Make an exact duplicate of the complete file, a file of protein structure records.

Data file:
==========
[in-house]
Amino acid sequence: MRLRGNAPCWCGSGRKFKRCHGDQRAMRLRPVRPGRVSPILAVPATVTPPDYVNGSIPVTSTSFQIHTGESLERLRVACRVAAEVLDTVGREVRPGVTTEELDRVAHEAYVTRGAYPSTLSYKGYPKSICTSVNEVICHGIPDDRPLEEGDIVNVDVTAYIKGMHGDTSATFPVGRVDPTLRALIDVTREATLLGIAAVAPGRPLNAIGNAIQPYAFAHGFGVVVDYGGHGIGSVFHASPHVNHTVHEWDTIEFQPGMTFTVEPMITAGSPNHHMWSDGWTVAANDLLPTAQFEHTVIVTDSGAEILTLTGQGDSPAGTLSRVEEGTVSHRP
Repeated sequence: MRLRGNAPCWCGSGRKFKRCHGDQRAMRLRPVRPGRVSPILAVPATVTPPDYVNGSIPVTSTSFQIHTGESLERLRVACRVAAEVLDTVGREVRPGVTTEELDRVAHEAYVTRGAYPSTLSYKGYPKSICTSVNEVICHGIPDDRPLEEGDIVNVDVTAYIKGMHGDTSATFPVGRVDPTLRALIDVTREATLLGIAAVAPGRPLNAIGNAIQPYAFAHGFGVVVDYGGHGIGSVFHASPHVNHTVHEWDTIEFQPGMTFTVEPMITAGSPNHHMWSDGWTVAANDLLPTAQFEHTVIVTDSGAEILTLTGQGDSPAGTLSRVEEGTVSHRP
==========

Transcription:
[in-house]
Amino acid sequence: MRLRGNAPCWCGSGRKFKRCHGDQRAMRLRPVRPGRVSPILAVPATVTPPDYVNGSIPVTSTSFQIHTGESLERLRVACRVAAEVLDTVGREVRPGVTTEELDRVAHEAYVTRGAYPSTLSYKGYPKSICTSVNEVICHGIPDDRPLEEGDIVNVDVTAYIKGMHGDTSATFPVGRVDPTLRALIDVTREATLLGIAAVAPGRPLNAIGNAIQPYAFAHGFGVVVDYGGHGIGSVFHASPHVNHTVHEWDTIEFQPGMTFTVEPMITAGSPNHHMWSDGWTVAANDLLPTAQFEHTVIVTDSGAEILTLTGQGDSPAGTLSRVEEGTVSHRP
Repeated sequence: MRLRGNAPCWCGSGRKFKRCHGDQRAMRLRPVRPGRVSPILAVPATVTPPDYVNGSIPVTSTSFQIHTGESLERLRVACRVAAEVLDTVGREVRPGVTTEELDRVAHEAYVTRGAYPSTLSYKGYPKSICTSVNEVICHGIPDDRPLEEGDIVNVDVTAYIKGMHGDTSATFPVGRVDPTLRALIDVTREATLLGIAAVAPGRPLNAIGNAIQPYAFAHGFGVVVDYGGHGIGSVFHASPHVNHTVHEWDTIEFQPGMTFTVEPMITAGSPNHHMWSDGWTVAANDLLPTAQFEHTVIVTDSGAEILTLTGQGDSPAGTLSRVEEGTVSHRP